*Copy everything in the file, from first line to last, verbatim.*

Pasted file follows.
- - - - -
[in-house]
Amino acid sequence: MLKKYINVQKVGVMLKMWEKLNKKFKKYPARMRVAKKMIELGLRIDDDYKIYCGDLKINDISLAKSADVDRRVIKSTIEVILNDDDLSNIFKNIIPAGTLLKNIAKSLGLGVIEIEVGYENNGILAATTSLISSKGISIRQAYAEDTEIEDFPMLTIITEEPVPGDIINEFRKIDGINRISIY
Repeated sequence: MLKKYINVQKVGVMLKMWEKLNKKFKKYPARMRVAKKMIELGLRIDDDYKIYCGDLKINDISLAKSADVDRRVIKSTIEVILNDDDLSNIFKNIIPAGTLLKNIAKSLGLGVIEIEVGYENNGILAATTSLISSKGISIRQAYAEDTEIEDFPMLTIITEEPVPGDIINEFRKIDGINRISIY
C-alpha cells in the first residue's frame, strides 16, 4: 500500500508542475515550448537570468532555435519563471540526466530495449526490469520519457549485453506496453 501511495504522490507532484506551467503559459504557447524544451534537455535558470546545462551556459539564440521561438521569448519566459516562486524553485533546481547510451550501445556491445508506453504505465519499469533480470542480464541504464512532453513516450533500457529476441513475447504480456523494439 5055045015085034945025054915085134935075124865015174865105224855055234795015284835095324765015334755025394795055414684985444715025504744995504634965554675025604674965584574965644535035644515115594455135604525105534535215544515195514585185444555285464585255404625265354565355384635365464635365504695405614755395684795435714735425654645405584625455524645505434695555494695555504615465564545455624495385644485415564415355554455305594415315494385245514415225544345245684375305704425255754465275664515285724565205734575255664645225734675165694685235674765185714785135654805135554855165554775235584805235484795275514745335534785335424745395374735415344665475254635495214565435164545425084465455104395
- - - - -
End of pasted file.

[in-house]
Amino acid sequence: MLKKYINVQKVGVMLKMWEKLNKKFKKYPARMRVAKKMIELGLRIDDDYKIYCGDLKINDISLAKSADVDRRVIKSTIEVILNDDDLSNIFKNIIPAGTLLKNIAKSLGLGVIEIEVGYENNGILAATTSLISSKGISIRQAYAEDTEIEDFPMLTIITEEPVPGDIINEFRKIDGINRISIY
Repeated sequence: MLKKYINVQKVGVMLKMWEKLNKKFKKYPARMRVAKKMIELGLRIDDDYKIYCGDLKINDISLAKSADVDRRVIKSTIEVILNDDDLSNIFKNIIPAGTLLKNIAKSLGLGVIEIEVGYENNGILAATTSLISSKGISIRQAYAEDTEIEDFPMLTIITEEPVPGDIINEFRKIDGINRISIY
C-alpha cells in the first residue's frame, strides 16, 4: 500500500508542475515550448537570468532555435519563471540526466530495449526490469520519457549485453506496453 501511495504522490507532484506551467503559459504557447524544451534537455535558470546545462551556459539564440521561438521569448519566459516562486524553485533546481547510451550501445556491445508506453504505465519499469533480470542480464541504464512532453513516450533500457529476441513475447504480456523494439 5055045015085034945025054915085134935075124865015174865105224855055234795015284835095324765015334755025394795055414684985444715025504744995504634965554675025604674965584574965644535035644515115594455135604525105534535215544515195514585185444555285464585255404625265354565355384635365464635365504695405614755395684795435714735425654645405584625455524645505434695555494695555504615465564545455624495385644485415564415355554455305594415315494385245514415225544345245684375305704425255754465275664515285724565205734575255664645225734675165694685235674765185714785135654805135554855165554775235584805235484795275514745335534785335424745395374735415344665475254635495214565435164545425084465455104395